Should our nation’s shameful history of racism change the equation? There is no doubt that African-Americans have suffered unique mistreatment, and that our country has yet to reckon adequately with that fact. But to treat speech targeting African-Americans differently from speech targeting anyone else cannot be squared with the first principle of free speech: the state must be neutral with regard to speakers’ viewpoints. Moreover, what about other groups? While each group’s experiences are distinct, many have suffered grave discrimination, including Native Americans, Asian-Americans, LGBT people, women, Jews, Latinos, Muslims, and immigrants generally. Should government officials be free to censor speech that offends or targets any of these groups? If not all, which groups get special protection?

And even if we could somehow answer that question, how would we define what speech to suppress? Should the government be able to silence all arguments against affirmative action or about genetic differences between men and women, or just uneducated racist and sexist rants? It is easy to recognize inequality; it is virtually impossible to articulate a standard for suppression of speech that would not afford government officials dangerously broad discretion and invite discrimination against particular viewpoints.

But are these challenges perhaps worth taking on because Donald Trump is president, and his victory has given new voice to white supremacists? That is exactly the wrong conclusion. After all, if we were to authorize government officials to suppress speech they find contrary to American values, it would be Donald Trump—and his allies in state and local governments—who would use that power. Here is the ultimate contradiction in the argument for state suppression of speech in the name of equality: it demands protection of disadvantaged minorities’ interests, but in a democracy, the state acts in the name of the majority, not the minority. Why would disadvantaged minorities trust representatives of the majority to decide whose speech should be censored? At one time, most Americans embraced “separate but equal” for the races and separate spheres for the sexes as defining equality. It was the freedom to contest those views, safeguarded by the principle of free speech, that allowed us to reject them.

As Frederick Douglass reminded us, “Power concedes nothing without a demand. It never did and it never will.” Throughout our history, disadvantaged minority groups have effectively used the First Amendment to speak, associate, and assemble for the purpose of demanding their rights—and the ACLU has defended their right to do so. Where would the movements for racial justice, women’s rights, and LGBT equality be without a muscular First Amendment?

In some limited but important settings, equality norms do trump free speech. At schools and in the workplace, for example, antidiscrimination law forbids harassment and hostile working conditions based on race or sex, and those rules limit what people can say there. The courts have recognized that in situations involving formal hierarchy and captive audiences, speech can be limited to ensure equal access and treatment. But those exceptions do not extend to the public sphere, where ideas must be open to full and free contestation, and those who disagree can turn away or talk back.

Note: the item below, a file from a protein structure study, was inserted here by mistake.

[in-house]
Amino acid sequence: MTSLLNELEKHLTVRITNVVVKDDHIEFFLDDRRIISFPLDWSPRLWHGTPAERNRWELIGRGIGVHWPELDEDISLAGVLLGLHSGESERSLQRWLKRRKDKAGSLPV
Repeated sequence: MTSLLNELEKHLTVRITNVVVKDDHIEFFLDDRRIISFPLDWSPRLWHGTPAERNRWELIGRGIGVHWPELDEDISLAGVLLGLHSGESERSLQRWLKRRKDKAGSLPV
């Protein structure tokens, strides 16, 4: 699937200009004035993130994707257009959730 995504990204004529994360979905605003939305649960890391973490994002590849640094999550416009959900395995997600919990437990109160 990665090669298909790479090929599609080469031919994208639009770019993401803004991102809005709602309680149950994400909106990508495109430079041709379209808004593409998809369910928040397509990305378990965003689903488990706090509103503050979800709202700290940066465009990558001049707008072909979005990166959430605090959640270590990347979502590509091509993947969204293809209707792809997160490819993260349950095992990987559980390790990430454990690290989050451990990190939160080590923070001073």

The response to Charlottesville showed the power of talking back. When Donald Trump implied a kind of moral equivalence between the white supremacist protesters and their counter-protesters, he quickly found himself isolated. Prominent Republicans, military leaders, business executives, and conservative, moderate, and liberal commentators alike condemned the ideology of white supremacy, Trump himself, or both.

When white supremacists called a rally the following week in Boston, they mustered only a handful of supporters. They were vastly outnumbered by tens of thousands of counterprotesters who peacefully marched through the streets to condemn white supremacy, racism, and hate. Boston proved yet again that the most powerful response to speech that we hate is not suppression but more speech. Even Stephen Bannon, until recently Trump’s chief strategist and now once again executive chairman of Breitbart News, denounced white supremacists as “losers” and “a collection of clowns.” Free speech, in short, is exposing white supremacists’ ideas to the condemnation they deserve. Moral condemnation, not legal suppression, is the appropriate response to these despicable ideas.

Some white supremacists advocate not only hate but violence. They want to purge the country of nonwhites, non-Christians, and other “undesirables,” and return us to a racial caste society—and the only way to do that is through force. The First Amendment protects speech but not violence. So what possible value is there in protecting speech advocating violence? Our history illustrates that unless very narrowly constrained, the power to restrict the advocacy of violence is an invitation to punish political dissent. A. Mitchell Palmer, J. Edgar Hoover, and Joseph McCarthy all used the advocacy of violence as a justification to punish people who associated with Communists, socialists, or civil rights groups.

Those lessons led the Supreme Court, in a 1969 ACLU case involving a Ku Klux Klan rally, to rule that speech advocating violence or other criminal conduct is protected unless it is intended and likely to produce imminent lawless action, a highly speech-protective rule. In addition to incitement, thus narrowly defined, a “true threat” against specific individuals is also not protected. But aside from these instances in which speech and violence are inextricably intertwined, speech advocating violence gets full First Amendment protection.